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DOUG CUTHAND: Bill on Indigenous peoples' rights being stalled

Columnist Doug Cuthand
Columnist Doug Cuthand

Three years ago, NDP Member of Parliament Romeo Saganish introduced a private members bill in the House of Commons to affirm Canada’s support for the United Nations Declaration on the Rights of Indigenous Peoples and to ensure that the laws of Canada would be in harmony with the United Nations declaration.

On May 30, 2018 the House of Commons voted, and the bill received support from all parties except the Conservatives. The Conservatives labelled the declaration “aspirational.” In other words: something to wish for, but not real.

The United Nations Declaration on the Rights of Indigenous Peoples was adopted by the UN General Assembly in 2007 after two decades of negotiations and deliberations within the organization. No other instrument of human rights had been subject to rigorous consideration. At times it looked like the whole process would be discarded onto the scrap heap.

Following its passage, the bill was sent to the Senate for sober second thought where it languished and was beset with procedural wrangling from the Conservatives.

The bill was sent to the Aboriginal Affairs Committee, where it was the subject of more stalling tactics by Tory senators.

So, what is the big deal? The Conservatives maintain that this bill gives First Nations a veto over the development of new resource projects. Sen. Murray Sinclair has maintained that the word “veto” doesn’t appear in the text of the bill and the words “free, prior, and informed consent” in the bill do not constitute a veto.

The Conservative senators presented amendments to all of the bill’s six clauses and added a seventh clause. If any of the changes were accepted the bill would be sent back to the House of Commons and most likely die on the order paper.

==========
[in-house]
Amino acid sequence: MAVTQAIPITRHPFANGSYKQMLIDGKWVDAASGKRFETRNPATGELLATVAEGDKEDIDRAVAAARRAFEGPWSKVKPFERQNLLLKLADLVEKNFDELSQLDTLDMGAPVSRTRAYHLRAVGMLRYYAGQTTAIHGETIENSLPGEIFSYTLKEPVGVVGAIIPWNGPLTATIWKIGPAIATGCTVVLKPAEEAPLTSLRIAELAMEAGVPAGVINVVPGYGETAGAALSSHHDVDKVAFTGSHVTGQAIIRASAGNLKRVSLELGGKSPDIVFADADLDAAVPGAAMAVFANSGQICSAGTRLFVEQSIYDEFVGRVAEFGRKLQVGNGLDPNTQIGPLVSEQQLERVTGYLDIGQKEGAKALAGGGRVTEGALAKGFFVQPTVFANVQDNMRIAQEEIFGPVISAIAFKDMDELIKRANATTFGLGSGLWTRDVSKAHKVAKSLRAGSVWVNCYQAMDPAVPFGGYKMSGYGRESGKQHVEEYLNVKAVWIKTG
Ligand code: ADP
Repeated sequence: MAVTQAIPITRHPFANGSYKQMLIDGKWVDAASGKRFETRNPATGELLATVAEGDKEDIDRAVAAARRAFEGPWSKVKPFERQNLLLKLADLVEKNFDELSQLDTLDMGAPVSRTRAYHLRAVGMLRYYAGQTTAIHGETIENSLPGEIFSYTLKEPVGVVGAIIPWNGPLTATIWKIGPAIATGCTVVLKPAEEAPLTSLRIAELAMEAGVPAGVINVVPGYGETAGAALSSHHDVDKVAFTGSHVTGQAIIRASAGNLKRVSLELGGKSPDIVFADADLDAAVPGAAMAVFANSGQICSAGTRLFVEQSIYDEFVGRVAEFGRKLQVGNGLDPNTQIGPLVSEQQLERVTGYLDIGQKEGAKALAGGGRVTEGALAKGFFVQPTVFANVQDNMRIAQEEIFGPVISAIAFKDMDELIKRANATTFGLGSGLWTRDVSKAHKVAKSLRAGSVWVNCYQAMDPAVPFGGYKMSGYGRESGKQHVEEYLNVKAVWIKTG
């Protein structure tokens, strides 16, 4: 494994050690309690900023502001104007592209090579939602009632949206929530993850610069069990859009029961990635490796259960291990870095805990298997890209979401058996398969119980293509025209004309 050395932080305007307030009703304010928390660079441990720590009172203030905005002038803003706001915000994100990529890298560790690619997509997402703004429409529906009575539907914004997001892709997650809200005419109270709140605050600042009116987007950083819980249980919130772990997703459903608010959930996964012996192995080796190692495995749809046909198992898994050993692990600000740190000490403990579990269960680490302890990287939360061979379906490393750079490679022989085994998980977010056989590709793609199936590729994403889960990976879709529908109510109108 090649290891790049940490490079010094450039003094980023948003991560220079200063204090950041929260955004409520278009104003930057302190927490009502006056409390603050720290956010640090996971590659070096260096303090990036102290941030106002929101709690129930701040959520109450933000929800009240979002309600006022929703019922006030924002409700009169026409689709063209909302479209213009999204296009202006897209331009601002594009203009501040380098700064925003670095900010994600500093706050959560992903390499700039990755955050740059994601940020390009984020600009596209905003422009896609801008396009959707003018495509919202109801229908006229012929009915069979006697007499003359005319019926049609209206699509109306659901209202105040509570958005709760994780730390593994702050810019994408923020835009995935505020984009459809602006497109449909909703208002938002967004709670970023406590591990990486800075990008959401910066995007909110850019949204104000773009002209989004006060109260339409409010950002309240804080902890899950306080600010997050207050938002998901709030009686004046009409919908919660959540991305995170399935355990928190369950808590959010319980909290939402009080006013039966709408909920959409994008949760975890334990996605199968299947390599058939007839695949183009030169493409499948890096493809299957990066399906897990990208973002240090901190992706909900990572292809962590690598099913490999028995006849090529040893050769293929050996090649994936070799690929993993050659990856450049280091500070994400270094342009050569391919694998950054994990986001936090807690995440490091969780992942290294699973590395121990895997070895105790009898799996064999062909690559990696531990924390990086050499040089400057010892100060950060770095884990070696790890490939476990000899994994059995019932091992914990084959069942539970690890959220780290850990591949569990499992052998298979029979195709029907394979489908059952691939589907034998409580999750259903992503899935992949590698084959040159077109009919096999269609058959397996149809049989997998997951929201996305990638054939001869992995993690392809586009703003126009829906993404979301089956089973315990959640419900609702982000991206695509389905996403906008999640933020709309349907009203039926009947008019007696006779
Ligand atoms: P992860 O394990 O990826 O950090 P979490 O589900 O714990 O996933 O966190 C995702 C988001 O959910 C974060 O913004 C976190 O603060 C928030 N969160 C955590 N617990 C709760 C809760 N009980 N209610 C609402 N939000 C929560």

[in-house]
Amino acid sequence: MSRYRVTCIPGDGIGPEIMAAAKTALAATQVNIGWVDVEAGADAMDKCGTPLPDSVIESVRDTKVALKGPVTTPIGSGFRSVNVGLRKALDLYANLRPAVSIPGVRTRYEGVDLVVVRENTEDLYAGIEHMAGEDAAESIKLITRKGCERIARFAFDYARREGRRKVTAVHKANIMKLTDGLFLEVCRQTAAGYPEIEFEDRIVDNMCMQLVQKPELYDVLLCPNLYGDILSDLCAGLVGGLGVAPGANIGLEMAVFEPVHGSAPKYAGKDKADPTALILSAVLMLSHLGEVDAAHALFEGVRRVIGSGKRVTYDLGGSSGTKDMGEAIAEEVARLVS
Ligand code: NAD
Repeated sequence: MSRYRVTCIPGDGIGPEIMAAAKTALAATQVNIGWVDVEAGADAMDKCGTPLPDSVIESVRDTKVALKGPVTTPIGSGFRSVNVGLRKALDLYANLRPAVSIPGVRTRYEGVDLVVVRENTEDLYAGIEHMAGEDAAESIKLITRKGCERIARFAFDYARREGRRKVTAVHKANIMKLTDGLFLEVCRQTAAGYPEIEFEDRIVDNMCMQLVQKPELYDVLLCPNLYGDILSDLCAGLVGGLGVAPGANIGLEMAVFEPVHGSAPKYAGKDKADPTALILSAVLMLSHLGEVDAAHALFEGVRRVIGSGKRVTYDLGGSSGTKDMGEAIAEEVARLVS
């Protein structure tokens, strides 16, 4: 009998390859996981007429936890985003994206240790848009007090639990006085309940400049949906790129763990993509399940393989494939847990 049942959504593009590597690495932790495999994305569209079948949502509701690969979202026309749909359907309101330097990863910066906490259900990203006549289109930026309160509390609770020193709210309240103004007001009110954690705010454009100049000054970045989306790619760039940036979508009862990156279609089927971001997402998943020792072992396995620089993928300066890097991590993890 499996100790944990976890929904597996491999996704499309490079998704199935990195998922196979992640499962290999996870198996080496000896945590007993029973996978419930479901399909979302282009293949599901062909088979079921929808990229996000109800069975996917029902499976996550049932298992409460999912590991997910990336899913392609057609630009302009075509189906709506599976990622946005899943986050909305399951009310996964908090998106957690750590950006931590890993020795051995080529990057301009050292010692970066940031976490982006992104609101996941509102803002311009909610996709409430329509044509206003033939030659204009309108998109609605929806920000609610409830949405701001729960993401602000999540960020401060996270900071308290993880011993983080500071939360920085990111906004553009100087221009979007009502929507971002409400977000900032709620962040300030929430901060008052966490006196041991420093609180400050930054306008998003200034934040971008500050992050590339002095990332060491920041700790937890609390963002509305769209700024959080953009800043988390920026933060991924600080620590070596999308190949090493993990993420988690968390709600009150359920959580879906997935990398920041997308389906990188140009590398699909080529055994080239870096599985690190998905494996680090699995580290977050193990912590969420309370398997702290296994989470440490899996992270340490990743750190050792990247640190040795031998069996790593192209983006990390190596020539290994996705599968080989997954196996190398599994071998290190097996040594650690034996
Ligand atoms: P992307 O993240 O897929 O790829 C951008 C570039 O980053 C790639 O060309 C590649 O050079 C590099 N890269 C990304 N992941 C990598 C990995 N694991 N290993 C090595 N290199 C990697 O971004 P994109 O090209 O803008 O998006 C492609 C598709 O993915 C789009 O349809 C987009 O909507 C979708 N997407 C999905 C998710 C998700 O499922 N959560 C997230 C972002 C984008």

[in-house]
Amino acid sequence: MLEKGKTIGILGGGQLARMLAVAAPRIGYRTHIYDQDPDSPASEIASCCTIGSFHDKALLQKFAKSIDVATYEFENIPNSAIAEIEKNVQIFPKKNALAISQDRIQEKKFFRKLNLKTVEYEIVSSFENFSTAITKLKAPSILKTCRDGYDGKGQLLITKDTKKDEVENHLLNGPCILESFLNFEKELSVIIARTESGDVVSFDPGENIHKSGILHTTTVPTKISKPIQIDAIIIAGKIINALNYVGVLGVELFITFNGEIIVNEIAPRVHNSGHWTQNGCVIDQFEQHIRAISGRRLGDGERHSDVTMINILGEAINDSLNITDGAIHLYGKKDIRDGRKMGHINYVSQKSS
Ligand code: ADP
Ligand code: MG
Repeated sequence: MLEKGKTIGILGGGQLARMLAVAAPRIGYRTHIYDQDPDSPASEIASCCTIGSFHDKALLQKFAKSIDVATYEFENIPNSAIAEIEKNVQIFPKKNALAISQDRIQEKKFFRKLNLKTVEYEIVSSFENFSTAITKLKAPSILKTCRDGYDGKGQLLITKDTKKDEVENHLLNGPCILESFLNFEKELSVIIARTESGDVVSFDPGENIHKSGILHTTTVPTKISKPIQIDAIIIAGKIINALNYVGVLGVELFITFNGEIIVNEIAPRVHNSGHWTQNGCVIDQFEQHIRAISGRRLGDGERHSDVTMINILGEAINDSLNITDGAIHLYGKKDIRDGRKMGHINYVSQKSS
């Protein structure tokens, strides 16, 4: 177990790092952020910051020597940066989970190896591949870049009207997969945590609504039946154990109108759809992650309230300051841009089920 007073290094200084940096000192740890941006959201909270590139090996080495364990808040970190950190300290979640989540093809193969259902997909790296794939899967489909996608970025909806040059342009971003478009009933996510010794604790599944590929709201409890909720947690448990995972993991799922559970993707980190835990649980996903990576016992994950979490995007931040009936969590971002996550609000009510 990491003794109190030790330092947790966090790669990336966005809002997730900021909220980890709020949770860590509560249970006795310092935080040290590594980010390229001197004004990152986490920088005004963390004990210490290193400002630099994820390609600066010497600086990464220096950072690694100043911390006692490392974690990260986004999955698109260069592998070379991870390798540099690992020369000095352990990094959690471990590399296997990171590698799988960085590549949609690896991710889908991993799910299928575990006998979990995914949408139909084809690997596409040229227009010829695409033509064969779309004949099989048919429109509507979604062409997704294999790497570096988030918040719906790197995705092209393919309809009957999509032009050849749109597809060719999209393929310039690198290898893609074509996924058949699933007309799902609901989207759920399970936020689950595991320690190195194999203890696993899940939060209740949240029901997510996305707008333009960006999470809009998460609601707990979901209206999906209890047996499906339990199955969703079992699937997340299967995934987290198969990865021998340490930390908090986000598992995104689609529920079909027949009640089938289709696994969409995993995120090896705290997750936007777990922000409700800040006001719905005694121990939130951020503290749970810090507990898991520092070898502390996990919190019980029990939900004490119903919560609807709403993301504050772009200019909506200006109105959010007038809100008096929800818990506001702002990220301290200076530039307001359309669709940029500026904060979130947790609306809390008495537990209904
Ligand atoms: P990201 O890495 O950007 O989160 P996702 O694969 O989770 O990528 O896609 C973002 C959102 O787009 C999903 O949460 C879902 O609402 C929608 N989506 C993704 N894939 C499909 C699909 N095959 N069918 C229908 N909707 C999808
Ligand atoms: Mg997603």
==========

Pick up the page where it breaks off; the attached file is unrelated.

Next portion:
The chair of the Aboriginal Affairs Committee, Lillian Dyck, the independent senator from Saskatoon, attempted to hold a vote on the amendments. She was rudely interrupted, however, by Conservative member Dave Tkachuk, who spoke over her and read aloud a letter from Alberta Premier Jason Kenney to Justin Trudeau warning against the passage of C-262 and its perceived threat to economic interests.

The amendments were voted down and the bill has been returned to the Senate for a final vote. The passage of the bill is not a sure thing because the vote must be held by June 21 and since it’s a private member bill it does not have priority.

Meanwhile, the Conservative senators are continuing to oppose the bill, saying the chair denied them their democratic rights. That’s rich when one considers that the appointed senators are holding up a bill passed by the elected House of Commons.

The Conservatives are also holding up legislation supporting Indigenous languages and adding First Nations, Metis and Inuit representatives to the board that makes decisions on national historic sites and monuments.

Two weeks ago, the final report on Missing and Murdered Indigenous Women and Girls listed passage of the UN declaration among the top 10 calls for action.

The passage of the UN declaration will strengthen our treaty and Aboriginal rights. In the absence of political will to work with Indigenous peoples and define and implement our rights as affirmed in the Canadian Constitution, we have no choice but to continue to strengthen our hand through court cases and international declarations. The UN declaration has the ability to lift our people out of poverty and colonization.

This action on the part of the Conservative senators is a clear indication that the Conservative Party has written off the Indigenous vote in the next election and rather will adopt a strategy that First Nations and Indigenous groups are the reason for stalled pipelines and other resource projects. Publicly they will blame the Liberals but, on the doorstep and in the whispering campaign, it will be the Liberals’ support of treaty rights, Aboriginal rights and First Nations “veto” that has stalled resource development in Canada.

Our rights are not subject to partisan politics and should be respected by all parties. No other group in this country is subject to the government of the day defining and implementing their basic rights.

Copyright Postmedia Network Inc., 2019

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